Non-Profits: Impressing Suitors with Financial Information

Non-Profits: Impressing Suitors with Financial Information

A dozen red roses. A box of chocolates. We all know first impressions count in many situations. First impressions are even important when trying to attract funding organizations and large individual contributors to donate money to a not-for-profit, and financial information is often the first impression of a potential contributor. With that in mind, there are a few considerations when preparing and presenting non-profit financial statements to a prospective contributor.

Financial Documentation & Ratio Comparisons
Before deciding where to put its dollars, a major contributor will typically request two pieces of information to assess a not-for-profit organization. They are:

1. The most recent audited financial statements prepared by a CPA.
2. The most recently filed Form 990.

The challenge is to make sure that these documents accurately and favorably represent the not-for-profit organization. Some companies provide Form 990 information to the public for free, so the form is therefore a critical component of a not-for-profit organization’s branding. Armed with this information, a potential donor can compare one organization against other similar organizations. For example, donors often take information from a not-for-profit’s financial statement and Form 990 to determine three common ratios.

(1) Fundraising Efficiency Ratio
A nonprofit’s fundraising efficiency ratio is calculated as follows:

Total fundraising expenses divided by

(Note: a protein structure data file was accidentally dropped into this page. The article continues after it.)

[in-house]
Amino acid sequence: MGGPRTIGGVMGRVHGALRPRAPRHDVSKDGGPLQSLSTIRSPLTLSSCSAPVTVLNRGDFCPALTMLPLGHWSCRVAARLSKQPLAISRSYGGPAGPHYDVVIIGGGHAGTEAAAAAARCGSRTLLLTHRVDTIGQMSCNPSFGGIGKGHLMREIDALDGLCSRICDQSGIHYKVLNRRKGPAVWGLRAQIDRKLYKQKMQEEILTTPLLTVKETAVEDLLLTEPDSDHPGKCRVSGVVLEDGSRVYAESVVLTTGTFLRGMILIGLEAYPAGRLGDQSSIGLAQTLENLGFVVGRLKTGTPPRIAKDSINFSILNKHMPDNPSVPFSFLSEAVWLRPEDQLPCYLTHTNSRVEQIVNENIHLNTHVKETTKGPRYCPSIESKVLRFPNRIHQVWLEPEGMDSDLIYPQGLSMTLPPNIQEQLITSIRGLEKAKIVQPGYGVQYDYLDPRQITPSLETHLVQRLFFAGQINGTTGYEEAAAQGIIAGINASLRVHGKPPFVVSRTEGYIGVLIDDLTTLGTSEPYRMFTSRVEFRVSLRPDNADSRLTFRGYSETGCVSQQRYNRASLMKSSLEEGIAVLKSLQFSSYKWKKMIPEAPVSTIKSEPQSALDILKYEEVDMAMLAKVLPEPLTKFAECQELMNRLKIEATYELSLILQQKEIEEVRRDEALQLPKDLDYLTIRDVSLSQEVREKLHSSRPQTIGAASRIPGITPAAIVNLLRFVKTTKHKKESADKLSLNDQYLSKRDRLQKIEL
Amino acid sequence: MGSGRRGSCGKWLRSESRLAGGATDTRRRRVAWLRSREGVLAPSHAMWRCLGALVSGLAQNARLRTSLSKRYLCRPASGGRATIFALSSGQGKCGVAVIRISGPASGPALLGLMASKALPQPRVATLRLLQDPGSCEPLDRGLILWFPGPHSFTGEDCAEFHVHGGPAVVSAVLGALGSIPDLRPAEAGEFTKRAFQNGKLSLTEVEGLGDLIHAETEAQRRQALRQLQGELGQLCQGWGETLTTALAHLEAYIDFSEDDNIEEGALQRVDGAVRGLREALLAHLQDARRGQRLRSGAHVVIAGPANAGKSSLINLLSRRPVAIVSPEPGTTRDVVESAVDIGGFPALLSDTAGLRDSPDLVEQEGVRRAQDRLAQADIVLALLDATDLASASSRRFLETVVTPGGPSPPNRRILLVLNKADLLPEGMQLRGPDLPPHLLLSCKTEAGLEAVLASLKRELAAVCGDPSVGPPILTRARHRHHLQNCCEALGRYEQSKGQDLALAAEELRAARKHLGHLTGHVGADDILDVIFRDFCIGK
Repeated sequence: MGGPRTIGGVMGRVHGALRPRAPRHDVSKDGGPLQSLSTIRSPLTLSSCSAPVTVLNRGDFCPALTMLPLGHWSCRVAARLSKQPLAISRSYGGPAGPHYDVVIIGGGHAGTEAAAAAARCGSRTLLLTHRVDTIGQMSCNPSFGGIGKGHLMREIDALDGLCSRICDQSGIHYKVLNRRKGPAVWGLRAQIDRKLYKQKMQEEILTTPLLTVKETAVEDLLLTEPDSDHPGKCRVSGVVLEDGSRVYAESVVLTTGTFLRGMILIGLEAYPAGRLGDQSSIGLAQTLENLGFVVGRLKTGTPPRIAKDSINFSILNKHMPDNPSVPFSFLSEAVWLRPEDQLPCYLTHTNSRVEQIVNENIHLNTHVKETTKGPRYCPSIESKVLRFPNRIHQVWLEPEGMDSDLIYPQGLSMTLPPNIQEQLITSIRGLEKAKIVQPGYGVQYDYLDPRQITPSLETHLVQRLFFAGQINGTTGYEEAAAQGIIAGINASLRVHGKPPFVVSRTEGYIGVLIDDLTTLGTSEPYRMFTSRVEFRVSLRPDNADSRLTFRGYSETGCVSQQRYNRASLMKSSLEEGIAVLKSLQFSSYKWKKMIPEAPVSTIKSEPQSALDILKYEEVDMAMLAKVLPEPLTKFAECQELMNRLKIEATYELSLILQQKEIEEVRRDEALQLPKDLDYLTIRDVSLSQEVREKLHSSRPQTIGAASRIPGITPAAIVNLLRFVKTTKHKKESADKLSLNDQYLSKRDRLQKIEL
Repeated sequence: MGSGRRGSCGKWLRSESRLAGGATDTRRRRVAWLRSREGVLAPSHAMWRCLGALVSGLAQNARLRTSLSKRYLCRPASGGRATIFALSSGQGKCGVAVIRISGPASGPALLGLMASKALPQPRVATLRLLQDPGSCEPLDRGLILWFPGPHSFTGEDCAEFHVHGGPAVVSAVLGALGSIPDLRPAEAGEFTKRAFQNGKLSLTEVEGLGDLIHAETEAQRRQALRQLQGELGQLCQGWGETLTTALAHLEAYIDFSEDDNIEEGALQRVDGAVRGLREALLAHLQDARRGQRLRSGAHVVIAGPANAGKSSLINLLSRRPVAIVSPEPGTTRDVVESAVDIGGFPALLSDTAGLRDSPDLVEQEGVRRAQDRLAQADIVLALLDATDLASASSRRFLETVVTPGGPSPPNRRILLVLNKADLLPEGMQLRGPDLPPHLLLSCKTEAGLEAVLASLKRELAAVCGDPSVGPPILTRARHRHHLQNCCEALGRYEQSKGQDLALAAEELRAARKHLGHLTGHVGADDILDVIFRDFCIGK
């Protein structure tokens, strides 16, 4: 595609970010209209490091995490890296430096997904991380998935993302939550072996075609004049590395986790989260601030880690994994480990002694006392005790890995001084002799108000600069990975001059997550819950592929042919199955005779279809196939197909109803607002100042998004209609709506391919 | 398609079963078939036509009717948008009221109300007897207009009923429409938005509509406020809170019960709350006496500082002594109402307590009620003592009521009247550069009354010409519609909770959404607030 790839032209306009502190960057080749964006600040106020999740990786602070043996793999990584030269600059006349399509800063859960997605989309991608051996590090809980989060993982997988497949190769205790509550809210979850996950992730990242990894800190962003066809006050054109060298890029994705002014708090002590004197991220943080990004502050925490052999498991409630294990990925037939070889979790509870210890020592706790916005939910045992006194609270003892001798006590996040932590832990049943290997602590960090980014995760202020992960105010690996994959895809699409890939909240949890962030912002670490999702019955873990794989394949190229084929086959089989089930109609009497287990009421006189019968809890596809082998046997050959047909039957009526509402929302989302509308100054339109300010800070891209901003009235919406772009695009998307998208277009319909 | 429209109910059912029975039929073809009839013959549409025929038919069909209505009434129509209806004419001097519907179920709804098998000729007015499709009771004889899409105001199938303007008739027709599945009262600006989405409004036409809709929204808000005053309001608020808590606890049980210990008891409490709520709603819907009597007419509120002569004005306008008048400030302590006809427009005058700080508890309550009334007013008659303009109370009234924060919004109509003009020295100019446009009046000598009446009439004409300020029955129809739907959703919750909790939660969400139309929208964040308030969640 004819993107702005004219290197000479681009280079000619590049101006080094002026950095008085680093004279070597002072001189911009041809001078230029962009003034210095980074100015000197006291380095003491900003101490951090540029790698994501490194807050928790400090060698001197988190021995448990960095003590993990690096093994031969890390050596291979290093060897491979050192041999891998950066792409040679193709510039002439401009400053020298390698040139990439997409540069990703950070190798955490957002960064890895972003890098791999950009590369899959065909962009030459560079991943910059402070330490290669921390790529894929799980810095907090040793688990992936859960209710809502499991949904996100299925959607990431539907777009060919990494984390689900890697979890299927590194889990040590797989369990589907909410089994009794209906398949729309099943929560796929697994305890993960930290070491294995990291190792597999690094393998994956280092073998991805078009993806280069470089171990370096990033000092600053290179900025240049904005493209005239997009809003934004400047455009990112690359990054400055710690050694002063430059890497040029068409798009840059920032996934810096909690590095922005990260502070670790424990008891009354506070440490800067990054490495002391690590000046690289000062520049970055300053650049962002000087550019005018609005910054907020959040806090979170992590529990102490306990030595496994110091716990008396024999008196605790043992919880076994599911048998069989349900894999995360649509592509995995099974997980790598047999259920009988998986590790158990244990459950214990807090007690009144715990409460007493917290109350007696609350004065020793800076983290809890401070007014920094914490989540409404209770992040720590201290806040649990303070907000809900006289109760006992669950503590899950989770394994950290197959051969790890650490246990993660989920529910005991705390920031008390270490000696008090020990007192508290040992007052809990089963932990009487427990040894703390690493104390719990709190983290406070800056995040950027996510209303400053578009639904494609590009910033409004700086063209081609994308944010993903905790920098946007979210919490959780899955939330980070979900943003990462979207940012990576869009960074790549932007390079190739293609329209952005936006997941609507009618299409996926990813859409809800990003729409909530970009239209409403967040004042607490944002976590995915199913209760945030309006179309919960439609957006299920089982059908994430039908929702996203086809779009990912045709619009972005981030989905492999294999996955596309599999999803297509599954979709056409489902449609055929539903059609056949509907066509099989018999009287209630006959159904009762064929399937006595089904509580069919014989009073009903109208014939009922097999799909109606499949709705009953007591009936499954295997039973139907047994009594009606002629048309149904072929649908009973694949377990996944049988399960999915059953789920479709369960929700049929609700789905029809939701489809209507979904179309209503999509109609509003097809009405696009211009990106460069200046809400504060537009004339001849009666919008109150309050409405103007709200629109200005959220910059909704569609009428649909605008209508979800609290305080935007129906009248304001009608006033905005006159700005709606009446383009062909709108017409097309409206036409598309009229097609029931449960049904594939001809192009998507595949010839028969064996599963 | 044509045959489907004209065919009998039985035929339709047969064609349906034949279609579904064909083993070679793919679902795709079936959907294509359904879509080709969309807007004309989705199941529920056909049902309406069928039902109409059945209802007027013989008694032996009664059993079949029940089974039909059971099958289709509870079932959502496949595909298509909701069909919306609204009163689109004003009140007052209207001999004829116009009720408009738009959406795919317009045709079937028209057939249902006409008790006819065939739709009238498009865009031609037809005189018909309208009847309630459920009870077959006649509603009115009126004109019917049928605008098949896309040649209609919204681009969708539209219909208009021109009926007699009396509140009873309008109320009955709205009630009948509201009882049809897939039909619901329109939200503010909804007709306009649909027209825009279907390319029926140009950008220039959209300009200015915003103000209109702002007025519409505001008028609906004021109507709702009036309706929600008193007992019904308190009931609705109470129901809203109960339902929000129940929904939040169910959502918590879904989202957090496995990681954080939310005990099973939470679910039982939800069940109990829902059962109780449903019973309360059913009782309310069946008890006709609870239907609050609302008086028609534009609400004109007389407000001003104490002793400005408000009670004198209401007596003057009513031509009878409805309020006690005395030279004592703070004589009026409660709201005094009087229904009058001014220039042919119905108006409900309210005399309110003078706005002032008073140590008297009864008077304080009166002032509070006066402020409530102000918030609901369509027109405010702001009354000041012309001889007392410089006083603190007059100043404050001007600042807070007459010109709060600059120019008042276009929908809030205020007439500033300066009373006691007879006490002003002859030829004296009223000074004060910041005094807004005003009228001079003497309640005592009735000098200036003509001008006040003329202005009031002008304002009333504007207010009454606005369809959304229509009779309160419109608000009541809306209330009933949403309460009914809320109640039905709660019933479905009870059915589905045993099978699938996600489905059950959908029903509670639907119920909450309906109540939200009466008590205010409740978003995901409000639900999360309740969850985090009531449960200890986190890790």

Contribution and grant revenue

The denominator of contribution and grant revenue refers to revenues received as a direct result of fundraising activities. Then, the cost to raise each contribution dollar is the resulting percentage. A lower percentage generally means there are more dollars available to support program services. As a general guideline, the Better Business Bureau (BBB) states that this percentage should be no more than 35%, which would mean it costs $0.35 or less to raise each contribution or grant dollar. It’s also important to benchmark the fundraising efficiency ratio against organizations with similar operations. A nonprofit with a shelter program will inherently have higher overhead expenses than an organization without brick and mortar expenses, consequently achieving a higher ratio.

(2) Management Expense Ratio
Another measure of efficiency for a not-for-profit is the portion of expenditures spent to support administrative functions, which is known as the management expense ratio. The calculation is:

Total management and general expenses divided by
Total expenses

Donors want to see their donations support program services and will seek out organizations with a low percentage of total management and general expenses, usually in the range of 25% or less. A not-for-profit organization with a high percentage will generally be deemed operationally inefficient, unless it’s able to communicate the reasons for the unusually high percentage.

(3) Program Spending Ratio